Yes, windshields do break occasionally, and yes, they are costly. Modern resins, on the other hand, can repair even the most common cracks, and windshields are rarely completely replaced.

If you’re truly concerned, budgeting for repairs like cracked windshields is a better option than giving over money to your dealer as an add-on for a service you’ll almost certainly never use.

4. Tire Security

With extended tire warranties, the odds favor the dealer, just as they do with windshield protection. Almost every tire comes with a prorated warranty that covers extremely rare workmanship problems.

Car accessories

Your dealer may try to sell you an additional warranty for $10 per tire that covers what ordinary prorated warranties don’t. To begin with, some tires come with more comprehensive warranties, and even if they don’t, the purchase of a normal replacement tire isn’t prohibitively expensive when you consider the $40 you saved on unneeded protection.

5. Dent Resistance

A huge list of little-known and occasionally dubious third-party organizations offer dent and ding coverage to dealers as an upsell to push on their consumers, similar to the windshield and key protection.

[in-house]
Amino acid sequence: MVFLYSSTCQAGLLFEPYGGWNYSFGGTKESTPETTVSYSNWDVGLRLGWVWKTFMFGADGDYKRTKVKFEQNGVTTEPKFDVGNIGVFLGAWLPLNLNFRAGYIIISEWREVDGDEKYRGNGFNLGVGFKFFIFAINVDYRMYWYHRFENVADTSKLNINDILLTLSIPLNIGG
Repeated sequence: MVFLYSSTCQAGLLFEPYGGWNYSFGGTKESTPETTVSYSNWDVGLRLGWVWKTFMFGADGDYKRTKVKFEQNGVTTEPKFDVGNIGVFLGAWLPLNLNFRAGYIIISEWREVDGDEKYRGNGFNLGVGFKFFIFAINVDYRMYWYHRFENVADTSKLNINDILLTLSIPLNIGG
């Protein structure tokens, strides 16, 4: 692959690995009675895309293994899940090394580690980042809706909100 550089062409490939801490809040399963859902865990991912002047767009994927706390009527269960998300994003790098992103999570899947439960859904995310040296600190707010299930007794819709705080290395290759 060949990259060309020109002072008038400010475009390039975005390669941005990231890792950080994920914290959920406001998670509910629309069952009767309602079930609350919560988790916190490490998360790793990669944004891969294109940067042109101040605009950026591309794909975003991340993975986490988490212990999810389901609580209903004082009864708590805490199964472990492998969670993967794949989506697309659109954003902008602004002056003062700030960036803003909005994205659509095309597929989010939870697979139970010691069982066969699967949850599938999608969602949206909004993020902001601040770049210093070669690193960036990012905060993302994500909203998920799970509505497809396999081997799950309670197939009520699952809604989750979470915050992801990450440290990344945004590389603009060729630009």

These companies offer the plans to dealers for $300-$500, who then sell them to unwary buyers for $600-$1,500 – pure profit for no work. The dealer also bears no additional responsibilities and does not assist in the processing of claims.

You’re given an 800 number to call to interact with a company you’ve never heard of. You’ll very probably realize that there’s a lot that isn’t covered, and you’ll have little or no influence on who fixes your automobile.

6. Credit Protection

Your dealer may also try to persuade you to purchase credit insurance, which includes credit life, credit disability, involuntary unemployment insurance, and credit property insurance.